Because buprenorphine is a long-acting opioid, symptoms can take several days to develop. Physical and psychological symptoms typically resolve within one week.
The Physical Symptoms of Suboxone Withdrawal
The most common physical symptoms associated with Suboxone withdrawal include:
- Muscle aches and pains
- Stomach cramping
- Nausea and vomiting
- Flu-like symptoms, including watery eyes, runny nose, night sweats and chills
- Excessive yawning
- Restlessness/an inability to sit still
The Psychological Symptoms of Suboxone Withdrawal
The most common psychological symptoms associated with Suboxone withdrawal include:
- Anxiety and panic attacks
- Depressed mood
- Suicidal ideation
- Intense drug cravings
Suboxone Withdrawal Timeline
In most cases, the symptoms associated with Suboxone withdrawal begin two or four days after the final dose and resolve completely within one week. The duration of withdrawal might be longer depending on whether or not Suboxone was being combined with another chemical substance like alcohol, what dose of Suboxone the person was taking on a daily basis, and the presence of any underlying, pre-existing conditions.
Is Suboxone Detox Always Necessary?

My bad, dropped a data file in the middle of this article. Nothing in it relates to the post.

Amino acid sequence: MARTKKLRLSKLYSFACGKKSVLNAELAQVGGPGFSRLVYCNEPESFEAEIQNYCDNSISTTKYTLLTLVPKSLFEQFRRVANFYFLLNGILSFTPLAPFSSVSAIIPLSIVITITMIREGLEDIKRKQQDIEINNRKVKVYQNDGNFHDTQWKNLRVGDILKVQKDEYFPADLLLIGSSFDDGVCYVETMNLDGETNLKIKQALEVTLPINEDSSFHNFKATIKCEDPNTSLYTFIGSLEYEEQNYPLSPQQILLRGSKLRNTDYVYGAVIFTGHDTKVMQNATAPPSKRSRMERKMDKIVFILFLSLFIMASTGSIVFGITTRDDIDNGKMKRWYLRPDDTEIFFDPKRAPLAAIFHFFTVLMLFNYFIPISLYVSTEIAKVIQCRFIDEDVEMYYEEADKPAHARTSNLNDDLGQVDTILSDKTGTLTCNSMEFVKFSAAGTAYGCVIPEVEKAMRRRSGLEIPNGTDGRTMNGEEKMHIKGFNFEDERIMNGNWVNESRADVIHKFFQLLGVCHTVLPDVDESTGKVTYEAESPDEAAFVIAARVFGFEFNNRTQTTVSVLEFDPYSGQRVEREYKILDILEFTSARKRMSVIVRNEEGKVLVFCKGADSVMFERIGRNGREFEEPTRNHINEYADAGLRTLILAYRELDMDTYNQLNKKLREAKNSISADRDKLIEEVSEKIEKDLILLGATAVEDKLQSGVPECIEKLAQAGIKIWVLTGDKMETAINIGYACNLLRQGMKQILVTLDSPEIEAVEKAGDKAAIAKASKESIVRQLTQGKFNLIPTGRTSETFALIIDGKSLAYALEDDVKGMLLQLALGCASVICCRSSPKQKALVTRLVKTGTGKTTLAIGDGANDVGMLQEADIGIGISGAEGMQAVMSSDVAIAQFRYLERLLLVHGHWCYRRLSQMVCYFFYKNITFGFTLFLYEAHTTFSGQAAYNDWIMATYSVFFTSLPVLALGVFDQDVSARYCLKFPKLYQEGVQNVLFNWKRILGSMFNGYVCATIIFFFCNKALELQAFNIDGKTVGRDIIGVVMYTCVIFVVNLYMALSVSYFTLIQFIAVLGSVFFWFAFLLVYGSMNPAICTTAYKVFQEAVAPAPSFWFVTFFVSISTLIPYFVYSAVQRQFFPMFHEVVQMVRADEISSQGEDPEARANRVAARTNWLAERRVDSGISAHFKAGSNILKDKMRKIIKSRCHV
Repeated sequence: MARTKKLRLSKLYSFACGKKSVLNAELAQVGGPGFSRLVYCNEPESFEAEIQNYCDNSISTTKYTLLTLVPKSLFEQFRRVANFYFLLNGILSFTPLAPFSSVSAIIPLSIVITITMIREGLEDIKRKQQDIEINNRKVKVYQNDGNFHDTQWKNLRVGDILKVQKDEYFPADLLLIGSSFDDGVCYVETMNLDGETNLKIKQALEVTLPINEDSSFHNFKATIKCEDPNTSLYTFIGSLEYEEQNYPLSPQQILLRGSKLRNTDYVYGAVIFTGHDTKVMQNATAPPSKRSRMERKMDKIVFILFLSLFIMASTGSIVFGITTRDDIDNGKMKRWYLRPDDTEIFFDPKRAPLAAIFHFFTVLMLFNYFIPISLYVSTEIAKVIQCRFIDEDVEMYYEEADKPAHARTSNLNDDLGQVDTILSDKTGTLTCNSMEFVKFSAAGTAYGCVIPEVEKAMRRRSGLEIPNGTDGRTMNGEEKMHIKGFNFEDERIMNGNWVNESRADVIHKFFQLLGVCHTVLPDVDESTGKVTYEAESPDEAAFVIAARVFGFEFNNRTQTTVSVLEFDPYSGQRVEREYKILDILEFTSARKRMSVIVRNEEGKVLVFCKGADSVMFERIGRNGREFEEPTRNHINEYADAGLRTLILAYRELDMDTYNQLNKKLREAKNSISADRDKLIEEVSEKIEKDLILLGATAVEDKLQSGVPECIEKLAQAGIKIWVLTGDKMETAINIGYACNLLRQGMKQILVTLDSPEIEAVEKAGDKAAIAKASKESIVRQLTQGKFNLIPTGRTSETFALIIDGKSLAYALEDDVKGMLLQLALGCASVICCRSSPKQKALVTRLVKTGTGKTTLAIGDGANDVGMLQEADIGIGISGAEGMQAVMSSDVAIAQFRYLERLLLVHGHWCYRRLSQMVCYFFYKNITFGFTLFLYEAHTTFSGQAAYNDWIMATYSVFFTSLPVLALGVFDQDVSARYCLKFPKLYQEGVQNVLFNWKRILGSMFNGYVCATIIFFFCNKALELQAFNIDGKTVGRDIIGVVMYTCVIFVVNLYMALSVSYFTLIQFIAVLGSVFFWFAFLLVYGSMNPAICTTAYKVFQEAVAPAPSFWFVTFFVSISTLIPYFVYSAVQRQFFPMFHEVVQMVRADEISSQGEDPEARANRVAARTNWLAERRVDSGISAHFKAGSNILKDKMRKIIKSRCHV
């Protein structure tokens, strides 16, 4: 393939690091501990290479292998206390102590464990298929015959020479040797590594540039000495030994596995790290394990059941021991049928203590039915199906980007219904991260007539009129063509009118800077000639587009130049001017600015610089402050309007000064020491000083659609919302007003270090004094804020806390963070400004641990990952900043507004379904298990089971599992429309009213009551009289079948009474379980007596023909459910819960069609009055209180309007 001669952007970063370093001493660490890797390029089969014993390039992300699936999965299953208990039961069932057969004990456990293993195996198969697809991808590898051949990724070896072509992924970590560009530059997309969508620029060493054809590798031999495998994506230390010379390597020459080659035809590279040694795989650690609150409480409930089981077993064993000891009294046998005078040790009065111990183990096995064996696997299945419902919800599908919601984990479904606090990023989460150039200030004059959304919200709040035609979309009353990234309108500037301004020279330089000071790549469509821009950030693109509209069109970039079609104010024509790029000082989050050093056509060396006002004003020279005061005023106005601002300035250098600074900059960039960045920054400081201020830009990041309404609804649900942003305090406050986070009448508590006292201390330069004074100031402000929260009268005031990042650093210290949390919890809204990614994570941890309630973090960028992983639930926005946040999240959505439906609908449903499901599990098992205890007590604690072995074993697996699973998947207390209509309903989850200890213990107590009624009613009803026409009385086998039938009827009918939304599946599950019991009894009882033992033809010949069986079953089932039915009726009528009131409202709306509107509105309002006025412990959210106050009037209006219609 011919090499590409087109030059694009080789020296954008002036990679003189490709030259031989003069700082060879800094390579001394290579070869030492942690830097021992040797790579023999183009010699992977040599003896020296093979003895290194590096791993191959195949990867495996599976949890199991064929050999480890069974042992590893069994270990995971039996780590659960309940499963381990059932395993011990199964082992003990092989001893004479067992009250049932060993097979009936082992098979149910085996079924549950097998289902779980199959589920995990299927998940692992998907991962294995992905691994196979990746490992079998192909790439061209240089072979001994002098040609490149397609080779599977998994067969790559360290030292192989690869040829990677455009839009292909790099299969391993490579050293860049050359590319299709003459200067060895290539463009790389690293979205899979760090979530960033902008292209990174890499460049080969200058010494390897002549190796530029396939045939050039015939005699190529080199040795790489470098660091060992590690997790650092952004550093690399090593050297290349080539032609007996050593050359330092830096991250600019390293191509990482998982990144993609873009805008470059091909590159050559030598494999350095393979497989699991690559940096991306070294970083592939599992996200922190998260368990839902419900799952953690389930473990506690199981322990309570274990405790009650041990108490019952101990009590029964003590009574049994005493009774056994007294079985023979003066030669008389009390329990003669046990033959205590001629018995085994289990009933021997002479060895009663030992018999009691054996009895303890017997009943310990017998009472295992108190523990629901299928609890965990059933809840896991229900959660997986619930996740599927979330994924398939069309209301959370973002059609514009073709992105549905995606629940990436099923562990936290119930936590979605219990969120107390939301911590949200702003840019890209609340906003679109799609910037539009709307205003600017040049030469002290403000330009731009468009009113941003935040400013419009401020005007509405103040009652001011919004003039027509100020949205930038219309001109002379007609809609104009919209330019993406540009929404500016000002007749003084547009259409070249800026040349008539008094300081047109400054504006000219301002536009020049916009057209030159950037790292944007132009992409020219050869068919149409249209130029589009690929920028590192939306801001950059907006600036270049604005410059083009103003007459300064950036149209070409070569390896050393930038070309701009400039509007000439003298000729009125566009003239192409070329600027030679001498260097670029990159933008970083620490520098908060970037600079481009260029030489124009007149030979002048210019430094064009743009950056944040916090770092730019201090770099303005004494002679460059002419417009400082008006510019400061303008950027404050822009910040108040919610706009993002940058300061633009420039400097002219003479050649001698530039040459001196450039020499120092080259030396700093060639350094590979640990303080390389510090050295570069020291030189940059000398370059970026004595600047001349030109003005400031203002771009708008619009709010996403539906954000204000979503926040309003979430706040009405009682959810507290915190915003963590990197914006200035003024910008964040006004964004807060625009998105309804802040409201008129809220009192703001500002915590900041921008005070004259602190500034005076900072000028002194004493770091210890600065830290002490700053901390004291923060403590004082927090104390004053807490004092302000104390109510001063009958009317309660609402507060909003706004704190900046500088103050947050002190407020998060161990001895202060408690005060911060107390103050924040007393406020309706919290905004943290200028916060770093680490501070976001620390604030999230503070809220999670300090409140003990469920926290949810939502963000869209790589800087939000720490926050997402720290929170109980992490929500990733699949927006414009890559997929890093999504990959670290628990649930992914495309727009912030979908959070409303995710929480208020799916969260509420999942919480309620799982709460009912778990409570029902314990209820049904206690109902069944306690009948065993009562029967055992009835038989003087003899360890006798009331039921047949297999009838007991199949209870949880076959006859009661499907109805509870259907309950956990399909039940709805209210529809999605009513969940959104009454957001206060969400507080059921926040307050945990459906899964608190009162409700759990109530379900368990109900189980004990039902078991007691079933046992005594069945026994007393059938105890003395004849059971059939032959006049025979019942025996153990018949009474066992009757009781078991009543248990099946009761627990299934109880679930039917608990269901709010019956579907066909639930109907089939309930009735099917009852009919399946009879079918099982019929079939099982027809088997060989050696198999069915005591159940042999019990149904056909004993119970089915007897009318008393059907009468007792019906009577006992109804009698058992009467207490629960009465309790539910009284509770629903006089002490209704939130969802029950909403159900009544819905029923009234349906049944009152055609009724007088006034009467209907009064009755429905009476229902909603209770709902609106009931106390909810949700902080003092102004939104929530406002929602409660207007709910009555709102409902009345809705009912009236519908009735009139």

Even though attempting to detox from Suboxone on your own might seem safe, it is important to note that the related drug cravings often lead a person back to use before the withdrawal process has come to an end. Additionally, symptoms of withdrawal are always unpredictable. Physical and psychological symptoms can be severe and should always be treated in a medical detox center.
Treatment Options for Suboxone Withdrawal
The most effective treatment option for Suboxone withdrawal is tapering, which typically takes place over the course of several weeks. During the tapering process the dose of medication being taken is slowly reduced over time, so that the central nervous system does not go into shock. Medications used for Suboxone withdrawal include over-the-counter pain relievers and non-addictive sleep aids.